Monday, January 10, 2011

Blocking, Accepting, and Overaccepting

If I read a book superior to Improvisation: The Drama of Christian Ethics in the next twelve months, 2011 will have been a vintage year. The chapters on accepting, blocking, and overaccepting are challenging and inspiring in equal measure. If, like me, you don't know what these technical terms mean, a story Wells tells will illuminate.

A concert pianist was performing at a packed venue. He vacated his chair in the middle of the performance to get a drink of water and stretch his legs. During the short interval a child wandered up on stage. The young boy sat on the pianist's stool and started hitting various keys in random fashion. The sound created was deeply unpleasant.

The pianist was now faced with three choices.

He could "block" the boy. That is, he could usher the child away from the piano and back to his parents in the crowd. He could stop this awful sound.

He could "accept" the boy. He could simply let the child continue until the boy decided of his own accord to stop playing.

The pianist decided on option three, however. He walked over to the piano and stood behind the boy, placing his hands down on the piano to the outside of the boy's. As the boy hit his random notes, the pianist began to play along, turning these notes into an improvised melody which delighted the crowd. He did not block the boy's playing. Neither did he merely accept it. He overaccepted it. He turned cacophony into symphony. He turned water into wine.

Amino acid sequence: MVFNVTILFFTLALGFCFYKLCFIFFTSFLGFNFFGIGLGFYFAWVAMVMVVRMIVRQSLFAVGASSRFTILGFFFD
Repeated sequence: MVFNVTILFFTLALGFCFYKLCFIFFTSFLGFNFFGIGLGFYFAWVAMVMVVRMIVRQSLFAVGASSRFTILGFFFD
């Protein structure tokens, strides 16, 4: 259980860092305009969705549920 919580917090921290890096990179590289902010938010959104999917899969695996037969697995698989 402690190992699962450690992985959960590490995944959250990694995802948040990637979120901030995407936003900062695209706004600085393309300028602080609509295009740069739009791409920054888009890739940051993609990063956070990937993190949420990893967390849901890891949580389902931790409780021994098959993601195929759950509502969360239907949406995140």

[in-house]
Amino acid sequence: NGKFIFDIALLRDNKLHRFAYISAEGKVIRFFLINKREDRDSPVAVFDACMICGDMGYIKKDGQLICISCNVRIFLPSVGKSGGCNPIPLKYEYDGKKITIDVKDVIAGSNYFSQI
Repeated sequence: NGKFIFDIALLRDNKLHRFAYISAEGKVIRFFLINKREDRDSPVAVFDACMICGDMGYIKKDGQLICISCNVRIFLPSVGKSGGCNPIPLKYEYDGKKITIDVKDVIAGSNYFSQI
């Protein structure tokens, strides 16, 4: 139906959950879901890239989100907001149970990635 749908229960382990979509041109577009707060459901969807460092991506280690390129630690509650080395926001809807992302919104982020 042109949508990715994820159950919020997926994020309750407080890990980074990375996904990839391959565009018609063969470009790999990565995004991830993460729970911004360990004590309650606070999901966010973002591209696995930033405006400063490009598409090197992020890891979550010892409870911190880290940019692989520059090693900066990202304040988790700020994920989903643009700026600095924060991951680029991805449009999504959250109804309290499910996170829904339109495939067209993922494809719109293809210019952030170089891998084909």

We face the choice between blocking and accepting every day, in ways small and big. We can kill the conversation with the old man on the bus who wants to talk about nothing in particular, or we can continue it. We can refuse to play with our eager nephew for "genuine" reasons like tiredness or more important things to be doing, or we can just play. There may of course be legitimate times to block and legitimate times to accept, but for Wells the dominant attitude of Christians should be overacceptance. This is because the dominant attitude of Christ was overacceptance.

The Sermon on the Mount is a string of overacceptance. Jesus does not block the law. He does not accept the law. He overaccepts it. If someone asks you to go one mile with them, don't say no. Don't say yes. Go two.

Then there is the adulerous woman. The Pharisees want her to be stoned to death in accordance with the law. Jesus does not block their demands, nor does not accept them. He overaccepts them - "The people who haven't sinned can throw the first stones at her". His overacceptance breeds the right kind of justice.

Think finally of Jesus's death. He does not block it. Neither does he merely accept it. He overaccepts death; he "out-narrates" it with an even bigger story of life. 

If even death can be overaccepted, what is beyond this attitude?

I strongly encourage you, Christian or not, to read this book. The choice is yours - block, accept, or overaccept!

No comments:

Post a Comment